Time for a snooze

Tilly the terrier shows her exhaustion after a car journey.

MUCH as she loves a car trip, Tilly finds the whole business of navigating extremely tiring.

There are all those pedestrians and motorcyclists to be warned away, as well as a couple of long walks when she reaches her destination.

A 60-mile journey combined with interesting walks with dozens of new smells to investigate mean that she has to concentrate on recovering when she reaches home.

She is not interested in birdsong, whereas the Happy Moonraker is enjoying the sound of swallows and martins since their return from Africa for the summer months.

While she was dozing, Tilly completely missed the fox as it strolled through the bluebells outside the kitchen. This is another through-the-glass photo.

Spring is warmly welcomed

“Please may I have your number,” says one lamb to the other.

Tilly the terrier and the Happy Moonraker have loved watching spring unfold even more than usual this year. After that wet and muddy winter, a week or two of dry weather is welcome.

Snowdrops, primroses, daffodils and, my favourites, narcissi, have done well.

Fruit tree blossom has possibly been the best it’s ever been, and there are lambs, bluebells and wood anemones wherever you look. The persistent cold wind seems to have put off the more sensible butterflies from appearing so we’ve only seen one or two: small white, brimstone and a brave peacock.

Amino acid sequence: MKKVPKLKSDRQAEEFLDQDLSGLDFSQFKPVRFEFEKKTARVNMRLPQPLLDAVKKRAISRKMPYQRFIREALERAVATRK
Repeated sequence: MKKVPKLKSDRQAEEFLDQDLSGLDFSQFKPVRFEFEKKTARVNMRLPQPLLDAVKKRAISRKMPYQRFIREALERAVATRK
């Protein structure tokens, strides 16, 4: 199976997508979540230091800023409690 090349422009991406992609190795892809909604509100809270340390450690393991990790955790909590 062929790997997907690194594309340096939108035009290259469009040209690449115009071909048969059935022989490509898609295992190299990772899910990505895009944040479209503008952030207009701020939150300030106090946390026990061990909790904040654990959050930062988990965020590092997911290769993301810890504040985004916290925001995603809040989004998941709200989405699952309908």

There have also been some heavy frosts so anyone with a low-lying garden in a rural area unfortunately had their magnolias and then wisteria spoiled. Salisbury’s city centre ones did well. They are protected by buildings.

Lambs are everywhere, and it is lovely to see how active they become at the end of each day, leaving their mothers’ sides and gathering together for fun and games. A friend who keeps a few sheep next to her pony paddock has been surprised by several twin births and, for the first time, one group of triplets so her midwifery and post-natal skills have been put to the test.

The farmers are now keen for some prolonged rain, otherwise there will be a lot of stunted crops.

Spot the cock pheasant hiding among the bluebells under the apple tree, photographed through the window.

Tilly the terrier rests in the daisies.